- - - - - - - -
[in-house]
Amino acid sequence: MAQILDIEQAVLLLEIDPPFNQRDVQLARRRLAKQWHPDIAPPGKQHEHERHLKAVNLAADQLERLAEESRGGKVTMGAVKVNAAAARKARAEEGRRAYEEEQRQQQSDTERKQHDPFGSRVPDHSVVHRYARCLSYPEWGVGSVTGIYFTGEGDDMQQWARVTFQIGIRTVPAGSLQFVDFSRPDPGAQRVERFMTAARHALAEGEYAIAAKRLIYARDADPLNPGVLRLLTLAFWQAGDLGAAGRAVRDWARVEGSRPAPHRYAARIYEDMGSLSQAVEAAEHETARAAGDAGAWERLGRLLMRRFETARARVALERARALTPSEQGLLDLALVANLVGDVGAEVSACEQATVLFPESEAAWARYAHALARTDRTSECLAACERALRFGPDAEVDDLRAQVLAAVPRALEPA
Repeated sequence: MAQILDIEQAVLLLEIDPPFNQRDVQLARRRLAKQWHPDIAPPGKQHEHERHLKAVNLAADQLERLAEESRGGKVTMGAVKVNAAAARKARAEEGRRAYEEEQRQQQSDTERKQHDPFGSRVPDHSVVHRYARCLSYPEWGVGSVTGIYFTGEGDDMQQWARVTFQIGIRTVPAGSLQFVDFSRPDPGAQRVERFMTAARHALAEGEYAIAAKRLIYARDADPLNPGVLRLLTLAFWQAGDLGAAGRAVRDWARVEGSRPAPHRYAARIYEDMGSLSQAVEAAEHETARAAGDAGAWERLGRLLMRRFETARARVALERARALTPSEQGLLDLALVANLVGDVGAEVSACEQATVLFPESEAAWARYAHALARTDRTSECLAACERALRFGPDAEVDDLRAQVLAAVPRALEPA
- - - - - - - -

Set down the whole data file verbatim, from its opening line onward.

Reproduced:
[in-house]
Amino acid sequence: MAQILDIEQAVLLLEIDPPFNQRDVQLARRRLAKQWHPDIAPPGKQHEHERHLKAVNLAADQLERLAEESRGGKVTMGAVKVNAAAARKARAEEGRRAYEEEQRQQQSDTERKQHDPFGSRVPDHSVVHRYARCLSYPEWGVGSVTGIYFTGEGDDMQQWARVTFQIGIRTVPAGSLQFVDFSRPDPGAQRVERFMTAARHALAEGEYAIAAKRLIYARDADPLNPGVLRLLTLAFWQAGDLGAAGRAVRDWARVEGSRPAPHRYAARIYEDMGSLSQAVEAAEHETARAAGDAGAWERLGRLLMRRFETARARVALERARALTPSEQGLLDLALVANLVGDVGAEVSACEQATVLFPESEAAWARYAHALARTDRTSECLAACERALRFGPDAEVDDLRAQVLAAVPRALEPA
Repeated sequence: MAQILDIEQAVLLLEIDPPFNQRDVQLARRRLAKQWHPDIAPPGKQHEHERHLKAVNLAADQLERLAEESRGGKVTMGAVKVNAAAARKARAEEGRRAYEEEQRQQQSDTERKQHDPFGSRVPDHSVVHRYARCLSYPEWGVGSVTGIYFTGEGDDMQQWARVTFQIGIRTVPAGSLQFVDFSRPDPGAQRVERFMTAARHALAEGEYAIAAKRLIYARDADPLNPGVLRLLTLAFWQAGDLGAAGRAVRDWARVEGSRPAPHRYAARIYEDMGSLSQAVEAAEHETARAAGDAGAWERLGRLLMRRFETARARVALERARALTPSEQGLLDLALVANLVGDVGAEVSACEQATVLFPESEAAWARYAHALARTDRTSECLAACERALRFGPDAEVDDLRAQVLAAVPRALEPA